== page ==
I recently traveled down to Cornwall, from London, on the train. I took trains from 2 different companies (South Western Railways, and Great Western Railways.) While on the GWR train, there was a food cart, selling all sorts of hot and cold drinks and snacks, as the journey was a number of hours if you are riding end to end (3-3 and a half hours.) For comparison, the SWR train, which took 4 hours, did not serve any refreshments.

Why do only some long-distance trains serve refreshments onboard, while others don’t provide any, even when the journey is significantly longer?

  • different companies have different practices. As to why they do what they do, you can only speculate
    – njzk2
    Sep 11, 2022 at 16:53
  • Possibly, some routes are serving commuters mainly (not tourists). Even if the journey took 4 hours, most people just hop in and hop out in their daily commute from/to the next bigger city. Sep 11, 2022 at 23:17

2 Answers 2


Out of the list here https://www.nationalrail.co.uk/stations_destinations/catering-facilities.aspx only three train companies (South Eastern, Southern, and South Western) don’t offer an on-board refreshment service. My guess is this is due to constraints such as carriage design.

  • South Western used to have on-board catering until the recent pandemic and have not yet reinstated it. It was a trolley, not a buffet car but SWR is predominantly a commuter railway which runs a few long-distance trains.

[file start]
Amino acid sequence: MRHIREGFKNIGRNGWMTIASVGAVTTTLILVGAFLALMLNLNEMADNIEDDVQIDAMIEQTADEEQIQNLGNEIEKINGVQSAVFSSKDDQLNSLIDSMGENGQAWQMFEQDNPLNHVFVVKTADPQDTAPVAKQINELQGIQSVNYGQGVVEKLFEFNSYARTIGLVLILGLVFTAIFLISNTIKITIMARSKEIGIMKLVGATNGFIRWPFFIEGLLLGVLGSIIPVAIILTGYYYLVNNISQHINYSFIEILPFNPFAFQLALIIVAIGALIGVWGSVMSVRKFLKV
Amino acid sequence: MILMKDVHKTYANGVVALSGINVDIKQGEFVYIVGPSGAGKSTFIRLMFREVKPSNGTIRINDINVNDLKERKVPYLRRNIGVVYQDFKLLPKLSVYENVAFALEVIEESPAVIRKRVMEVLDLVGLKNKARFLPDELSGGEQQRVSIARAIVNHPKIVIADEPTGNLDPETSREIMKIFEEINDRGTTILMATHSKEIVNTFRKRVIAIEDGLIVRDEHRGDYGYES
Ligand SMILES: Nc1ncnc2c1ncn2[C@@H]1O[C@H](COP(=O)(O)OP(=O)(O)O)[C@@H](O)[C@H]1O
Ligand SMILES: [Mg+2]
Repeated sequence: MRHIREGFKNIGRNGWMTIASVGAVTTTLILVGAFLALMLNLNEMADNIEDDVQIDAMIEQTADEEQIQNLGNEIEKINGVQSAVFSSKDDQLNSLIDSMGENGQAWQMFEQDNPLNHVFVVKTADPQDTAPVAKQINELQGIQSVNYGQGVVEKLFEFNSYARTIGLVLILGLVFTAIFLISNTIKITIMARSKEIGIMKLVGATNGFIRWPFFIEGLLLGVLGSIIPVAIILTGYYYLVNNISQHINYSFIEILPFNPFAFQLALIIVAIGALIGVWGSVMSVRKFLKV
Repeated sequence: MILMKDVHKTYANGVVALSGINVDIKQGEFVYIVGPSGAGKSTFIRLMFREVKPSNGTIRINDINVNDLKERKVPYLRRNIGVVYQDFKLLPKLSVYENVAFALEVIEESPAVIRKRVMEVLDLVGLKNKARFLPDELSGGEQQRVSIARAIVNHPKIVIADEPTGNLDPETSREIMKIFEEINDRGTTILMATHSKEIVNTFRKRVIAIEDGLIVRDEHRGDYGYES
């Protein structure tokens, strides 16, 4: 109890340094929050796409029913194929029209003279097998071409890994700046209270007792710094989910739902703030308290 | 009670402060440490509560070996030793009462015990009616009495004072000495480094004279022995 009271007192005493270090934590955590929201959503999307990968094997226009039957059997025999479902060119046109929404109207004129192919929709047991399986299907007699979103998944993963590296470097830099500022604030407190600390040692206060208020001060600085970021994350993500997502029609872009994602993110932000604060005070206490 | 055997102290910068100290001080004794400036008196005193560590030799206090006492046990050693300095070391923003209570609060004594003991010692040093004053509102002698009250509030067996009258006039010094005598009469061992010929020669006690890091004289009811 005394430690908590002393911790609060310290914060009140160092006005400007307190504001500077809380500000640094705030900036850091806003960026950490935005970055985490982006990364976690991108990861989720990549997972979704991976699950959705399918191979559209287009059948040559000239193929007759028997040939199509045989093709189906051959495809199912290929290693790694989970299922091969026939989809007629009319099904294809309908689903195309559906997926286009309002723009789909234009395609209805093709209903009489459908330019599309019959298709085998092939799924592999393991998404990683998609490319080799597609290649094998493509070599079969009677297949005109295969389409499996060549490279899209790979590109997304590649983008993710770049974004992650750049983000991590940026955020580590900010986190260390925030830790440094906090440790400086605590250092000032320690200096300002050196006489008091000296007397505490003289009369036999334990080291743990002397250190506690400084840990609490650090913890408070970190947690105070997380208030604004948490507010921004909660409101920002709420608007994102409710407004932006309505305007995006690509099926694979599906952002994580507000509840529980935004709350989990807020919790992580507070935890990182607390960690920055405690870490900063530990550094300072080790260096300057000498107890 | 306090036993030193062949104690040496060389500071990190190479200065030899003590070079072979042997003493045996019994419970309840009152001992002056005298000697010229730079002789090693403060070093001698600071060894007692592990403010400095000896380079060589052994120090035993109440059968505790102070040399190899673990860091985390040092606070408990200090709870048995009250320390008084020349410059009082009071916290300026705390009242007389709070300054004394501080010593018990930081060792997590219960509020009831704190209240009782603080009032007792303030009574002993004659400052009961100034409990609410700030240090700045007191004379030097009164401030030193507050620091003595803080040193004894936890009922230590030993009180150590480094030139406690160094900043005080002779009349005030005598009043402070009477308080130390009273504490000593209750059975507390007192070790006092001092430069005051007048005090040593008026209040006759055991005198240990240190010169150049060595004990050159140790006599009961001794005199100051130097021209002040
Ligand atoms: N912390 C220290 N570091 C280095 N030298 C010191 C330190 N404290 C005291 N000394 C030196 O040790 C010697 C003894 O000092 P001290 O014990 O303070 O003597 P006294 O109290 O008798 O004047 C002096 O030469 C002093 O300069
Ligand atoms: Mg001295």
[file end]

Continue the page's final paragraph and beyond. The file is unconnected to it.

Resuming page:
– mdewey
    Sep 11, 2022 at 12:35
  • Several train companies do offer them, but they don't operate food services on many of their trains. I used to commute between Bradford and Leeds often, as well as out to Manchester, up to Edinburgh and down to London and further afield. Catering was rare.
    – user25730
    Sep 11, 2022 at 22:27

Railway companies (around Europe) have cut food sales due to lack of profits from them and the difficulties to implement them in certain trains. Others have kept them and if run well they can bring in money.

So you need to have a train company which is willing to take measures to sell food or have an other company in to do the food service. Then you need a train that is compatible or a food selling service which can handle the shape of the train. And as some food and drinks sellers have nothing but a backpack to sell from, most trains will allow some selling.

My guess is that the train companies that do not sell food and drink, or allow others to do so, on their trains have come to the conclusion that the most passengers do not stay on the trains long enough to spend enough money to make it worthwhile.

In the Netherlands, where I live, most train services have to do without food services, some have or used to have the backpack services. In the past double decker trains where fitted with lifts so carts could be brought up and down into the cabins. But the service was discontinued as the sales did not meet expectations. Later a few long distance services did get the new backpack approach but I have not used those trains enough to be sure whether they still work.

  • 2
    I don't think it's neccesarily the length of journey. In the UK on train food is notoriously poor quality and expensive (as well as unreliable) so for long journeys most peopel take their own if at possible, this of course creates a downward spiral as demand lessens provision gets worse.
    – deep64blue
    Sep 11, 2022 at 21:34

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